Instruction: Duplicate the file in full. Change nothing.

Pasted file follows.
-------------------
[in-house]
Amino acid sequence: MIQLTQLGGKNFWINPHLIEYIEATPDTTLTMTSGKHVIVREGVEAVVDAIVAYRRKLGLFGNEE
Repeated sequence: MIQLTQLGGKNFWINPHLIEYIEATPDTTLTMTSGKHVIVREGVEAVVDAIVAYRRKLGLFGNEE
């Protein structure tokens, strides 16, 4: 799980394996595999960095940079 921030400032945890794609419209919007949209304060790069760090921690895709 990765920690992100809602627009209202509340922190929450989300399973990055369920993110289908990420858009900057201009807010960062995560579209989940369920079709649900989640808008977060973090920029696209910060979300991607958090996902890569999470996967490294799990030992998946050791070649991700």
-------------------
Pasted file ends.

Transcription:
[in-house]
Amino acid sequence: MIQLTQLGGKNFWINPHLIEYIEATPDTTLTMTSGKHVIVREGVEAVVDAIVAYRRKLGLFGNEE
Repeated sequence: MIQLTQLGGKNFWINPHLIEYIEATPDTTLTMTSGKHVIVREGVEAVVDAIVAYRRKLGLFGNEE
């Protein structure tokens, strides 16, 4: 799980394996595999960095940079 921030400032945890794609419209919007949209304060790069760090921690895709 990765920690992100809602627009209202509340922190929450989300399973990055369920993110289908990420858009900057201009807010960062995560579209989940369920079709649900989640808008977060973090920029696209910060979300991607958090996902890569999470996967490294799990030992998946050791070649991700």